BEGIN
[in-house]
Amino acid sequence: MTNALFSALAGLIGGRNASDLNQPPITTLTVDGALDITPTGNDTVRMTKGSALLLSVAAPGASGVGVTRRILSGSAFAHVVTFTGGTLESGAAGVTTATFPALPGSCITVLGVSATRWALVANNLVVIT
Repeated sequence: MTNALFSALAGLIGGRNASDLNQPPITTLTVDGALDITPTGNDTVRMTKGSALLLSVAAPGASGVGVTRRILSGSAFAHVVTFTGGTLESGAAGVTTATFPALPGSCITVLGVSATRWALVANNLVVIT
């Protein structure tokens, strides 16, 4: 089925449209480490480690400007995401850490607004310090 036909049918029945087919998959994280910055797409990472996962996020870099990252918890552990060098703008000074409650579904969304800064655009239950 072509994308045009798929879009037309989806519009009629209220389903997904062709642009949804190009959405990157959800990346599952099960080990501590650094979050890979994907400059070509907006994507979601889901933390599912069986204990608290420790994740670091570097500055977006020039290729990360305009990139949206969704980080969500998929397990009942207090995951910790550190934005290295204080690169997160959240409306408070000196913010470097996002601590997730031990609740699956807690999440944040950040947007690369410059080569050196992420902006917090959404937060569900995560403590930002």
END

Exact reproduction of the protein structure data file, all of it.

[in-house]
Amino acid sequence: MTNALFSALAGLIGGRNASDLNQPPITTLTVDGALDITPTGNDTVRMTKGSALLLSVAAPGASGVGVTRRILSGSAFAHVVTFTGGTLESGAAGVTTATFPALPGSCITVLGVSATRWALVANNLVVIT
Repeated sequence: MTNALFSALAGLIGGRNASDLNQPPITTLTVDGALDITPTGNDTVRMTKGSALLLSVAAPGASGVGVTRRILSGSAFAHVVTFTGGTLESGAAGVTTATFPALPGSCITVLGVSATRWALVANNLVVIT
């Protein structure tokens, strides 16, 4: 089925449209480490480690400007995401850490607004310090 036909049918029945087919998959994280910055797409990472996962996020870099990252918890552990060098703008000074409650579904969304800064655009239950 072509994308045009798929879009037309989806519009009629209220389903997904062709642009949804190009959405990157959800990346599952099960080990501590650094979050890979994907400059070509907006994507979601889901933390599912069986204990608290420790994740670091570097500055977006020039290729990360305009990139949206969704980080969500998929397990009942207090995951910790550190934005290295204080690169997160959240409306408070000196913010470097996002601590997730031990609740699956807690999440944040950040947007690369410059080569050196992420902006917090959404937060569900995560403590930002």